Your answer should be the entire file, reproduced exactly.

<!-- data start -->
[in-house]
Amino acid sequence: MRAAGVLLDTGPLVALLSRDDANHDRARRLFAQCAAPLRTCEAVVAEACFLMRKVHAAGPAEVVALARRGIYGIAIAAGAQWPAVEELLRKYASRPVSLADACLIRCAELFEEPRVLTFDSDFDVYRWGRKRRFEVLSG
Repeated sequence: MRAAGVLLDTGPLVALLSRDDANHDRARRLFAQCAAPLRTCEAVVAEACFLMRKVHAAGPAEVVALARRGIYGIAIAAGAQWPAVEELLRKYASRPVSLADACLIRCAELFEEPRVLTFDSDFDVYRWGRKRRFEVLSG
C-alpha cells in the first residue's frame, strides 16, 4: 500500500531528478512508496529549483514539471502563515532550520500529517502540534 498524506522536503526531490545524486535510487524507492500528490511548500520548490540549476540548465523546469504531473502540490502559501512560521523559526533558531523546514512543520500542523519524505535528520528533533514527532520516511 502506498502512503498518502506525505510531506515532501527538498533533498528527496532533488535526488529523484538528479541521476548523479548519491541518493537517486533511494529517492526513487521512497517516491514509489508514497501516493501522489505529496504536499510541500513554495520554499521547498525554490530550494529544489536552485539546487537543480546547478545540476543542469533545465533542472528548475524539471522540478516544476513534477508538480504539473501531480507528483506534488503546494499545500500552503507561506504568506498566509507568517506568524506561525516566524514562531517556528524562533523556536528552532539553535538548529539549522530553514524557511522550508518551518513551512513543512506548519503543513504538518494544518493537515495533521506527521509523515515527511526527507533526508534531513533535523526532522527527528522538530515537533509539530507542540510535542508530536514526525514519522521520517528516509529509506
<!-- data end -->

[in-house]
Amino acid sequence: MRAAGVLLDTGPLVALLSRDDANHDRARRLFAQCAAPLRTCEAVVAEACFLMRKVHAAGPAEVVALARRGIYGIAIAAGAQWPAVEELLRKYASRPVSLADACLIRCAELFEEPRVLTFDSDFDVYRWGRKRRFEVLSG
Repeated sequence: MRAAGVLLDTGPLVALLSRDDANHDRARRLFAQCAAPLRTCEAVVAEACFLMRKVHAAGPAEVVALARRGIYGIAIAAGAQWPAVEELLRKYASRPVSLADACLIRCAELFEEPRVLTFDSDFDVYRWGRKRRFEVLSG
C-alpha cells in the first residue's frame, strides 16, 4: 500500500531528478512508496529549483514539471502563515532550520500529517502540534 498524506522536503526531490545524486535510487524507492500528490511548500520548490540549476540548465523546469504531473502540490502559501512560521523559526533558531523546514512543520500542523519524505535528520528533533514527532520516511 502506498502512503498518502506525505510531506515532501527538498533533498528527496532533488535526488529523484538528479541521476548523479548519491541518493537517486533511494529517492526513487521512497517516491514509489508514497501516493501522489505529496504536499510541500513554495520554499521547498525554490530550494529544489536552485539546487537543480546547478545540476543542469533545465533542472528548475524539471522540478516544476513534477508538480504539473501531480507528483506534488503546494499545500500552503507561506504568506498566509507568517506568524506561525516566524514562531517556528524562533523556536528552532539553535538548529539549522530553514524557511522550508518551518513551512513543512506548519503543513504538518494544518493537515495533521506527521509523515515527511526527507533526508534531513533535523526532522527527528522538530515537533509539530507542540510535542508530536514526525514519522521520517528516509529509506